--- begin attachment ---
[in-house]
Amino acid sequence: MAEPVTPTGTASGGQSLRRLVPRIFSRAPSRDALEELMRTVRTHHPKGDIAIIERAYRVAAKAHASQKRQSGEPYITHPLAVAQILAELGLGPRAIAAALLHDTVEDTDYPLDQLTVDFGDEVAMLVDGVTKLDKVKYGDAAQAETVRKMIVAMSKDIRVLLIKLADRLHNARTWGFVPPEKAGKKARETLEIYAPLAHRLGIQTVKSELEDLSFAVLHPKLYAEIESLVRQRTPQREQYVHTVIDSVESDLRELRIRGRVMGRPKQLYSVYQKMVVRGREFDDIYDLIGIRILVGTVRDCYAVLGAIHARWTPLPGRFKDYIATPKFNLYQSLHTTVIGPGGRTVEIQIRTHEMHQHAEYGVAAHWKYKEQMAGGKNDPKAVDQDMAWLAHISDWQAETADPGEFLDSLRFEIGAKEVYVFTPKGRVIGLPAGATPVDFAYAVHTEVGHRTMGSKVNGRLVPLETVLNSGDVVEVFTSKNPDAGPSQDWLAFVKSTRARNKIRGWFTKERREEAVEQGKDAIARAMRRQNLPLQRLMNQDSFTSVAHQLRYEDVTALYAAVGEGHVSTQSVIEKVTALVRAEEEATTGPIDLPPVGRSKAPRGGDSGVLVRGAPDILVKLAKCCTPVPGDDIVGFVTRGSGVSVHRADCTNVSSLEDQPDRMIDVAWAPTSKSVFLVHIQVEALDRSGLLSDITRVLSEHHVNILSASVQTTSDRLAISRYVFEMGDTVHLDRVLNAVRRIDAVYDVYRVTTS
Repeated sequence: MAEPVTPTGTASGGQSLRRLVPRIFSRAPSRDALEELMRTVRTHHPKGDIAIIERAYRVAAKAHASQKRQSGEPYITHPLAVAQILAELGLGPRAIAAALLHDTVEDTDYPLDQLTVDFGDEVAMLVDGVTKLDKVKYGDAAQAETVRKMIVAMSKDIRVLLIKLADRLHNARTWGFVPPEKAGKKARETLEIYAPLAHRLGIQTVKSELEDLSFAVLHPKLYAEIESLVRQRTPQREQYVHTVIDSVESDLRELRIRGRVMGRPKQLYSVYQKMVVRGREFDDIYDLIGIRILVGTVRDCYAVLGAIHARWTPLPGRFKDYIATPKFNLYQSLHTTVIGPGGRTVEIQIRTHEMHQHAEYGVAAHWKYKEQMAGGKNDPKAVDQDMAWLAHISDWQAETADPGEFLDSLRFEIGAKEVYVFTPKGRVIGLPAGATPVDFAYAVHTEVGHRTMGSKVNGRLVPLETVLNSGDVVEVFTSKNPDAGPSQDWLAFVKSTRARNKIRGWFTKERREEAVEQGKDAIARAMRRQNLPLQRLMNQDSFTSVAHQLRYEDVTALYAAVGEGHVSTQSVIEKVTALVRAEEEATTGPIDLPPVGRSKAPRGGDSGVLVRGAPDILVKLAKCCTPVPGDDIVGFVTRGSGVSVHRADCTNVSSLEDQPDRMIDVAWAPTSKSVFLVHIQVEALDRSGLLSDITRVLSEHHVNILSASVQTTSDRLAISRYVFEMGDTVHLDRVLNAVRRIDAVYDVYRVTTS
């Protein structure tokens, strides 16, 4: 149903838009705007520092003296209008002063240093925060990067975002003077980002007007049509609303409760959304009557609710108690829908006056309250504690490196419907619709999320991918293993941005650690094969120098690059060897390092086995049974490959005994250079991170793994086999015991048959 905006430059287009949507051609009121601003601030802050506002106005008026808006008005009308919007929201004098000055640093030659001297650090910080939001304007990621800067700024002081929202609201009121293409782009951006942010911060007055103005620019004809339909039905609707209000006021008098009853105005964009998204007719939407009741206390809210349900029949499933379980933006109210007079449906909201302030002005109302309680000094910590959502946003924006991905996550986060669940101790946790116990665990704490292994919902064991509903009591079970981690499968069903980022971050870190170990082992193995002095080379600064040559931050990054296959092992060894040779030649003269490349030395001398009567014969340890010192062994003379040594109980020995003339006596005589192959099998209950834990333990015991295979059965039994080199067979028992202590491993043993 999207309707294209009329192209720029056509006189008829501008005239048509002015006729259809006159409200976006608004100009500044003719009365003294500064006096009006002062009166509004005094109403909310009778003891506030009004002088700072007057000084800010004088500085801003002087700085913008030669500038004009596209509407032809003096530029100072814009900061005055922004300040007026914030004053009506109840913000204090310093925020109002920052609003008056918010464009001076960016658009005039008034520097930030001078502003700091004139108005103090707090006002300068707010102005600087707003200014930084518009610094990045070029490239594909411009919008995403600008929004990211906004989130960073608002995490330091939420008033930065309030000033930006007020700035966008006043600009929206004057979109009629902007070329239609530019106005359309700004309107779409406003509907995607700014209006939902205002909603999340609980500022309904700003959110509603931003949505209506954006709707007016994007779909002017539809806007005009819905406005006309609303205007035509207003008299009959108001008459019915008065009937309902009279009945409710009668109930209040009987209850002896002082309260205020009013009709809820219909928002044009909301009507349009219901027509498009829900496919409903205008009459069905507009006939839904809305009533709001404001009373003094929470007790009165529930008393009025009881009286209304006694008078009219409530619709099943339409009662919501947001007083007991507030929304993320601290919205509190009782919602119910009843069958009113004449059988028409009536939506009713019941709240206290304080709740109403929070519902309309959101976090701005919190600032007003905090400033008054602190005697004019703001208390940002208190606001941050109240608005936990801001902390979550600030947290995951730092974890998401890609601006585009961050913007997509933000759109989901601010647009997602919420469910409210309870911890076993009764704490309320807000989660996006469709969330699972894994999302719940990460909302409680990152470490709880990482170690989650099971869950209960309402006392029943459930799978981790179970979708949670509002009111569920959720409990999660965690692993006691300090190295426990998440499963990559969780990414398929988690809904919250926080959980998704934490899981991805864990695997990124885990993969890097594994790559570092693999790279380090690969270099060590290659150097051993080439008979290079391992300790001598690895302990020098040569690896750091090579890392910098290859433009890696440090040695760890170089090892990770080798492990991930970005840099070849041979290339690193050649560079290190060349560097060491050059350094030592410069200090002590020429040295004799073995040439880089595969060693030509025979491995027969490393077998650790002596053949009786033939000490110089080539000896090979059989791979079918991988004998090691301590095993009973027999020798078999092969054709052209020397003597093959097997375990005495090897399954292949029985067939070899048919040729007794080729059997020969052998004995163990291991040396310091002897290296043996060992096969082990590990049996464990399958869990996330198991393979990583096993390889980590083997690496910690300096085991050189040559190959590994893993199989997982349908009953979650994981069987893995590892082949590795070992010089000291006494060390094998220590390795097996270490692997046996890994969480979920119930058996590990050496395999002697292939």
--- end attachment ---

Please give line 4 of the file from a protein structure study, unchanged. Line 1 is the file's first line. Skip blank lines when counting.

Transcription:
């Protein structure tokens, strides 16, 4: 149903838009705007520092003296209008002063240093925060990067975002003077980002007007049509609303409760959304009557609710108690829908006056309250504690490196419907619709999320991918293993941005650690094969120098690059060897390092086995049974490959005994250079991170793994086999015991048959 905006430059287009949507051609009121601003601030802050506002106005008026808006008005009308919007929201004098000055640093030659001297650090910080939001304007990621800067700024002081929202609201009121293409782009951006942010911060007055103005620019004809339909039905609707209000006021008098009853105005964009998204007719939407009741206390809210349900029949499933379980933006109210007079449906909201302030002005109302309680000094910590959502946003924006991905996550986060669940101790946790116990665990704490292994919902064991509903009591079970981690499968069903980022971050870190170990082992193995002095080379600064040559931050990054296959092992060894040779030649003269490349030395001398009567014969340890010192062994003379040594109980020995003339006596005589192959099998209950834990333990015991295979059965039994080199067979028992202590491993043993 999207309707294209009329192209720029056509006189008829501008005239048509002015006729259809006159409200976006608004100009500044003719009365003294500064006096009006002062009166509004005094109403909310009778003891506030009004002088700072007057000084800010004088500085801003002087700085913008030669500038004009596209509407032809003096530029100072814009900061005055922004300040007026914030004053009506109840913000204090310093925020109002920052609003008056918010464009001076960016658009005039008034520097930030001078502003700091004139108005103090707090006002300068707010102005600087707003200014930084518009610094990045070029490239594909411009919008995403600008929004990211906004989130960073608002995490330091939420008033930065309030000033930006007020700035966008006043600009929206004057979109009629902007070329239609530019106005359309700004309107779409406003509907995607700014209006939902205002909603999340609980500022309904700003959110509603931003949505209506954006709707007016994007779909002017539809806007005009819905406005006309609303205007035509207003008299009959108001008459019915008065009937309902009279009945409710009668109930209040009987209850002896002082309260205020009013009709809820219909928002044009909301009507349009219901027509498009829900496919409903205008009459069905507009006939839904809305009533709001404001009373003094929470007790009165529930008393009025009881009286209304006694008078009219409530619709099943339409009662919501947001007083007991507030929304993320601290919205509190009782919602119910009843069958009113004449059988028409009536939506009713019941709240206290304080709740109403929070519902309309959101976090701005919190600032007003905090400033008054602190005697004019703001208390940002208190606001941050109240608005936990801001902390979550600030947290995951730092974890998401890609601006585009961050913007997509933000759109989901601010647009997602919420469910409210309870911890076993009764704490309320807000989660996006469709969330699972894994999302719940990460909302409680990152470490709880990482170690989650099971869950209960309402006392029943459930799978981790179970979708949670509002009111569920959720409990999660965690692993006691300090190295426990998440499963990559969780990414398929988690809904919250926080959980998704934490899981991805864990695997990124885990993969890097594994790559570092693999790279380090690969270099060590290659150097051993080439008979290079391992300790001598690895302990020098040569690896750091090579890392910098290859433009890696440090040695760890170089090892990770080798492990991930970005840099070849041979290339690193050649560079290190060349560097060491050059350094030592410069200090002590020429040295004799073995040439880089595969060693030509025979491995027969490393077998650790002596053949009786033939000490110089080539000896090979059989791979079918991988004998090691301590095993009973027999020798078999092969054709052209020397003597093959097997375990005495090897399954292949029985067939070899048919040729007794080729059997020969052998004995163990291991040396310091002897290296043996060992096969082990590990049996464990399958869990996330198991393979990583096993390889980590083997690496910690300096085991050189040559190959590994893993199989997982349908009953979650994981069987893995590892082949590795070992010089000291006494060390094998220590390795097996270490692997046996890994969480979920119930058996590990050496395999002697292939």